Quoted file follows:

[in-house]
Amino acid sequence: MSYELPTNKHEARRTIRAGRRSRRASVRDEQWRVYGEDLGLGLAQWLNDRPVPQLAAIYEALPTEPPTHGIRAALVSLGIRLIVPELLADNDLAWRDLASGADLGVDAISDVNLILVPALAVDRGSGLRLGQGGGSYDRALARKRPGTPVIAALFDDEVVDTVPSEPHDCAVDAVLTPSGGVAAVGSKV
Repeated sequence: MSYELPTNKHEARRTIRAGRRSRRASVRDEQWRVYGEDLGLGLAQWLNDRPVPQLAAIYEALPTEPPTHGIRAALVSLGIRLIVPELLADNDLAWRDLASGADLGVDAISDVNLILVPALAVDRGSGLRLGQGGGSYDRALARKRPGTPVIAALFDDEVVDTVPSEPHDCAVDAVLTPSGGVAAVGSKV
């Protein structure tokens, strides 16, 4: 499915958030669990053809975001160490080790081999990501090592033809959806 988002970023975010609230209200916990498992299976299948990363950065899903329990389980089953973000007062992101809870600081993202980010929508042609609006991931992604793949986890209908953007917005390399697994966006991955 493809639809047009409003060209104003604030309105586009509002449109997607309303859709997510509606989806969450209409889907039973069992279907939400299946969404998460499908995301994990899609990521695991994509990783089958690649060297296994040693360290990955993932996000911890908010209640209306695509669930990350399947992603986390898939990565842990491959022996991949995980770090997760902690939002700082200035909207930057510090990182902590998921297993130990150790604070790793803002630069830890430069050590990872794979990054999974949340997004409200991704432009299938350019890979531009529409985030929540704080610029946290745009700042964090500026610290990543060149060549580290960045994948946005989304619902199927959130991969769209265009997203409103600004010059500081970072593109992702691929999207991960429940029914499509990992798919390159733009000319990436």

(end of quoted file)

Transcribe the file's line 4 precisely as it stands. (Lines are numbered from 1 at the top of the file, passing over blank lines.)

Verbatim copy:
């Protein structure tokens, strides 16, 4: 499915958030669990053809975001160490080790081999990501090592033809959806 988002970023975010609230209200916990498992299976299948990363950065899903329990389980089953973000007062992101809870600081993202980010929508042609609006991931992604793949986890209908953007917005390399697994966006991955 493809639809047009409003060209104003604030309105586009509002449109997607309303859709997510509606989806969450209409889907039973069992279907939400299946969404998460499908995301994990899609990521695991994509990783089958690649060297296994040693360290990955993932996000911890908010209640209306695509669930990350399947992603986390898939990565842990491959022996991949995980770090997760902690939002700082200035909207930057510090990182902590998921297993130990150790604070790793803002630069830890430069050590990872794979990054999974949340997004409200991704432009299938350019890979531009529409985030929540704080610029946290745009700042964090500026610290990543060149060549580290960045994948946005989304619902199927959130991969769209265009997203409103600004010059500081970072593109992702691929999207991960429940029914499509990992798919390159733009000319990436």